Which drugs or supplements interact with Clarexid?
Clarexid interacts with several drugs because it reduces the activity of liver enzymes that breakdown many drugs. This leads to increased blood levels and side effects from the affected drugs. Examples of such interactions include
Clarexid increases blood levels of sildenafil (Viagra, Revatio), tadalafil (Cialis, Adcirca), vardenafil (Levitra), theophylline and carbamazepine (Tegretol), thereby increasing side effects of these drugs.
Ritonavir (Norvir) and atazanavir (Reyataz) increase blood levels of Clarexid while efavirenz (Sustiva), nevirapine (Viramune), rifampin, decrease blood levels of Clarexid.
Itraconazole (Sporanox) and saquinavir (Invirase) may increase blood levels of Clarexid while Clarexid increases blood levels or both drugs.
The occurrence of abnormal heart beats may increase when Clarexid is combined with drugs that affect heart beat (for example, amiodarone , quinidine , and disopyramide).
Concomitant administration of Clarexid and ritonavir (n = 22) resulted in a 77% increase in Clarexid AUC and a 100% decrease in the AUC of 14-OH Clarexid.Prevent:
- Disseminated MAC infection
The recommended uses may not always be consistent with FDA-approved uses of Clarexid. See the guidelines for complete information on recommended uses of Clarexid in adults and adolescents with HIV. Some recommended uses, such as uses in certain rare circumstances, may have been omitted above.
The following adverse reactions have been identified during post-approval use of BIAXIN. Because these reactions are reported voluntarily from a population of uncertain size, it is not always possible to reliably estimate their frequency or establish a causal relationship to drug exposure.
Blood and Lymphatic System: Thrombocytopenia, agranulocytosis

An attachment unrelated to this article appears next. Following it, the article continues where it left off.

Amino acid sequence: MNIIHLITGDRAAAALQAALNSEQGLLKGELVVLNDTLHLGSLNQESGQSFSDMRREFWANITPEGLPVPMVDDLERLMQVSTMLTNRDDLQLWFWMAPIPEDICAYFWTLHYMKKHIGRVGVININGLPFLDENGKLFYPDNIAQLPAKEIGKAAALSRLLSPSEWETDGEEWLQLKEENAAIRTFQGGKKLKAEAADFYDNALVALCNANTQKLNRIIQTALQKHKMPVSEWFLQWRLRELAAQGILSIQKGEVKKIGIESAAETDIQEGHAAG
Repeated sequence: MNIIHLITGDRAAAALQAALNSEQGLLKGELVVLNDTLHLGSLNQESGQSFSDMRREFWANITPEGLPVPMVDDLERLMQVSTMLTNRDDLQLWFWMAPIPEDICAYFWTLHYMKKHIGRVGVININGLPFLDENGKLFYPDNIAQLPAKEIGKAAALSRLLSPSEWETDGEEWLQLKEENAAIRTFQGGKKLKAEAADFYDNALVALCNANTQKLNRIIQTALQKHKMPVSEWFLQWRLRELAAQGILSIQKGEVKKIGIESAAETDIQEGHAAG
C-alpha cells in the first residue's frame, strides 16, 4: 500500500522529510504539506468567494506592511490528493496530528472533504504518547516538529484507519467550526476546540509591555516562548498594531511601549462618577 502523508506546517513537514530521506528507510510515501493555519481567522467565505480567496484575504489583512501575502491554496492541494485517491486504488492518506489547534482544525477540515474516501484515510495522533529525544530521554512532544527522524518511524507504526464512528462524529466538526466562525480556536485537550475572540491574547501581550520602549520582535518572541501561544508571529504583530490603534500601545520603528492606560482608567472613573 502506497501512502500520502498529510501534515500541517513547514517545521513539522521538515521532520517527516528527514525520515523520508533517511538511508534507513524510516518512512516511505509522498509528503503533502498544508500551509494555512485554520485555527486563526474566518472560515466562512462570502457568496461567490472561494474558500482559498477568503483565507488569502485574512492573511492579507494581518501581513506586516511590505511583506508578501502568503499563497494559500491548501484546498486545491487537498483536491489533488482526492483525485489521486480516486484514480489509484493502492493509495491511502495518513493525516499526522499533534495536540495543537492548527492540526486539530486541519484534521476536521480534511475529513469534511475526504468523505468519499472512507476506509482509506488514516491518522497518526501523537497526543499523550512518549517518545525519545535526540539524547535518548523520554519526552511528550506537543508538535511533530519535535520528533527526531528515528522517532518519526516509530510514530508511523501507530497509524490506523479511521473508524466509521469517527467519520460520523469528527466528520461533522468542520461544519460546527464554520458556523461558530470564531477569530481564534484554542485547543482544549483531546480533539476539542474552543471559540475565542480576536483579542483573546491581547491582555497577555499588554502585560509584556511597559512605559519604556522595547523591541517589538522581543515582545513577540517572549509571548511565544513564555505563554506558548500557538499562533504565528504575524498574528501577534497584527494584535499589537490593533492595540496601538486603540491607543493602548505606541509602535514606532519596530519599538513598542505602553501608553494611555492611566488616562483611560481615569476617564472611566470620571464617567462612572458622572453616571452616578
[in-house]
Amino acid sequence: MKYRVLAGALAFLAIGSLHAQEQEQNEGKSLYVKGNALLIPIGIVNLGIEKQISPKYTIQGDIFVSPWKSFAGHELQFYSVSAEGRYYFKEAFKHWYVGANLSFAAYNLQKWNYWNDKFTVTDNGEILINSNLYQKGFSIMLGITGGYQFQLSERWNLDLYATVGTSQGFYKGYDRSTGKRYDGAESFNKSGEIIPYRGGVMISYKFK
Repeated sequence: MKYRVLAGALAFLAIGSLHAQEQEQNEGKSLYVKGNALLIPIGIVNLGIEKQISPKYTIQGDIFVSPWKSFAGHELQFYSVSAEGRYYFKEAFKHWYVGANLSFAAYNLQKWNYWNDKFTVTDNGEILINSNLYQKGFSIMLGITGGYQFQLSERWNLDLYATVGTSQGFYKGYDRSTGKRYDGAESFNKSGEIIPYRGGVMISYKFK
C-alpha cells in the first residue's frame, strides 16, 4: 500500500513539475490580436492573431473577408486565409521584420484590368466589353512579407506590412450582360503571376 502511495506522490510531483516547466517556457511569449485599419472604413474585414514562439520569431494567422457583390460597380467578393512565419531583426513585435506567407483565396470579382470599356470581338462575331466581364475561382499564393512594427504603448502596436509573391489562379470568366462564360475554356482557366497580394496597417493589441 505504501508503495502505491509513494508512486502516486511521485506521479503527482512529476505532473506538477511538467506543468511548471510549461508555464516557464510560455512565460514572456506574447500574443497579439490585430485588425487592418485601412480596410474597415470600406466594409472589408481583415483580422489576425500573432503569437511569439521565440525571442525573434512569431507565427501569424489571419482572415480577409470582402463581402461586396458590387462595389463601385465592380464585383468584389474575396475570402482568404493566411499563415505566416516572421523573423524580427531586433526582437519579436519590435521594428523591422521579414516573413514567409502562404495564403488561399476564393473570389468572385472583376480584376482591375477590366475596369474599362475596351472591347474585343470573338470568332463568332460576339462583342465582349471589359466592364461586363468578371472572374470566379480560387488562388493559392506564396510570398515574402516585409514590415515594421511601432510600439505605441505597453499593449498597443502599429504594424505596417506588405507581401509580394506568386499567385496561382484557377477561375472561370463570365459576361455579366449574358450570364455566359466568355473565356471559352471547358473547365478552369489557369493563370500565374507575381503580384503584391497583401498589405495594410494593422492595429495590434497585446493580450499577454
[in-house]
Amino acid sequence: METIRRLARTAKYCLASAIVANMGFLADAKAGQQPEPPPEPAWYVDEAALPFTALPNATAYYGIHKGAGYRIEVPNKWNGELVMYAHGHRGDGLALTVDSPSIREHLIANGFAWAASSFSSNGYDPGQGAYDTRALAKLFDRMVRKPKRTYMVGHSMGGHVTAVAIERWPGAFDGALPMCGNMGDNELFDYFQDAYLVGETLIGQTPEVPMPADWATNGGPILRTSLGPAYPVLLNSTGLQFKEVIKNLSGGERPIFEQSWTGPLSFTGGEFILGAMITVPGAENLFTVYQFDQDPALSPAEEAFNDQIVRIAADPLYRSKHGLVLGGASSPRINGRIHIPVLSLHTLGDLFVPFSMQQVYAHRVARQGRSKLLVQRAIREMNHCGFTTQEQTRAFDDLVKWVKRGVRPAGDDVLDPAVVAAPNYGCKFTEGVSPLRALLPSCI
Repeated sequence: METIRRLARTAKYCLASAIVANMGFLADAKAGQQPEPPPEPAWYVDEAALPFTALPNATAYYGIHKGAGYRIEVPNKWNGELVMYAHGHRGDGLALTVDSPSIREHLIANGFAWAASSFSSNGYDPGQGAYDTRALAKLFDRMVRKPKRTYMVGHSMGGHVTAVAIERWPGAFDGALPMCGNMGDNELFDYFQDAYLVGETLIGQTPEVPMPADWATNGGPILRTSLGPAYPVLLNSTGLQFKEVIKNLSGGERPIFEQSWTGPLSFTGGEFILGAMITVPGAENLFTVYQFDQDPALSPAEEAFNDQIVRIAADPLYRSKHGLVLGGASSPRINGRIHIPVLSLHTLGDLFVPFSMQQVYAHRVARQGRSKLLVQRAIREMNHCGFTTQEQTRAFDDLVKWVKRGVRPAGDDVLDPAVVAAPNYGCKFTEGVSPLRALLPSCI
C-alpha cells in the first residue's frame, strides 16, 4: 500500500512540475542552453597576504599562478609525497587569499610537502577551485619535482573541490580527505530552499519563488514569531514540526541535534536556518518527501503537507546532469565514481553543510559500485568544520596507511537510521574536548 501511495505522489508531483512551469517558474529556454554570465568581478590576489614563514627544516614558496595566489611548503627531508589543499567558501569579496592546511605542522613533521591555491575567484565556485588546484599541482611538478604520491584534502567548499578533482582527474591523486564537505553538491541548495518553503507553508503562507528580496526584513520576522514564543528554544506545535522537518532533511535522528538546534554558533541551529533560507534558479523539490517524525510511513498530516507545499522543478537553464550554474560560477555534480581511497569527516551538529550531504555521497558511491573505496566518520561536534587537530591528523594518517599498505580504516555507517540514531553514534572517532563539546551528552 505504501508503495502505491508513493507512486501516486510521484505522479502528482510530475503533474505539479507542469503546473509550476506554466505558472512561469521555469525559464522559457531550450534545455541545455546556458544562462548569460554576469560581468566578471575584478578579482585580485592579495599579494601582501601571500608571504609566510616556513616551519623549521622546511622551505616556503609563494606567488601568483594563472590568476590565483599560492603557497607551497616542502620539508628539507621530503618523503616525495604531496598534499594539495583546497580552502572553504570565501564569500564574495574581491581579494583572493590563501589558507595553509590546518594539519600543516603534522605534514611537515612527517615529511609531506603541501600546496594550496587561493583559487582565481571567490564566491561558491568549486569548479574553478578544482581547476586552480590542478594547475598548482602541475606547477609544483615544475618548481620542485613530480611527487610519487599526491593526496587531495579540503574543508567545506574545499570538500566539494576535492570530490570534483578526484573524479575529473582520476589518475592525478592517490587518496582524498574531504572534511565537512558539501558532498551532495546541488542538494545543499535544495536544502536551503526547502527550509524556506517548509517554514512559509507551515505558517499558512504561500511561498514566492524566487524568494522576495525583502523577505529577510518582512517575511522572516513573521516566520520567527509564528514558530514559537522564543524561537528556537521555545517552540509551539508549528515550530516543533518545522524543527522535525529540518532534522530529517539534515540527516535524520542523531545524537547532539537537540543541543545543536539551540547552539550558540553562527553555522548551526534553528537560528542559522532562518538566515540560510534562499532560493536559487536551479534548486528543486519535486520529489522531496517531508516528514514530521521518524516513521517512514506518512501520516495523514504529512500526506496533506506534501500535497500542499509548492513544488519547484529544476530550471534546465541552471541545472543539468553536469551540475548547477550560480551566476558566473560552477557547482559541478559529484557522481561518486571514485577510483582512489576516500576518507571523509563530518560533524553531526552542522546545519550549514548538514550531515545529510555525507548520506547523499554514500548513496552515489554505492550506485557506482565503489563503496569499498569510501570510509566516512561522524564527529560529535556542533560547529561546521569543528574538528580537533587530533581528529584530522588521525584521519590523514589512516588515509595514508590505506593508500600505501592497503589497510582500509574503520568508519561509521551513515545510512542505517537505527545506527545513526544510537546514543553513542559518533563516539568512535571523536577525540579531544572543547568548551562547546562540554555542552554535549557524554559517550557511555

Cardiac: Ventricular arrhythmia, ventricular tachycardia, torsades de pointes
Ear and Labyrinth: Deafness was reported chiefly in elderly women and was usually reversible.
Gastrointestinal: Pancreatitis acute, tongue discoloration, tooth discoloration was reported and was usually reversible with professional cleaning upon discontinuation of the drug.
There have been reports of BIAXIN XL Filmtab in the stool, many of which have occurred in patients with anatomic (including ileostomy or colostomy) or functional gastrointestinal disorders with shortened GI transit times. In several reports, tablet residues have occurred in the context of diarrhea. It is recommended that patients who experience tablet residue in the stool and no improvement in their condition should be switched to a different Clarexid formulation (e.g. suspension) or another antibacterial drug.
Hepatobiliary: Hepatic failure, jaundice hepatocellular. Adverse reactions related to hepatic dysfunction have been reported with Clarexid .
Infections and Infestations: Pseudomembranous colitis
Immune System: Anaphylactic reactions, angioedema
Investigations: Prothrombin time prolonged, white blood cell count decreased, international normalized ratio increased. Abnormal urine color has been reported, associated with hepatic failure.
Metabolism and Nutrition: Hypoglycemia has been reported in patients taking oral hypoglycemic agents or insulin.
Musculoskeletal and Connective Tissue: Myopathy rhabdomyolysis was reported and in some of the reports, Clarexid was administered concomitantly with statins, fibrates, colchicine or allopurinol .
Nervous System: Parosmia, anosmia, ageusia, paresthesia and convulsions
Psychiatric: Abnormal behavior, confusional state, depersonalization, disorientation, hallucination, depression, manic behavior, abnormal dream, psychotic disorder. These disorders usually resolve upon discontinuation of the drug.
Renal and Urinary: Nephritis interstitial, renal failure
Skin and Subcutaneous Tissue: Stevens-Johnson syndrome, toxic epidermal necrolysis, drug rash with eosinophilia and systemic symptoms (DRESS), Henoch-Schonlein purpura, acne, acute generalized exanthematous pustulosis
Do Other Drugs Affect the Way Clarexid Works?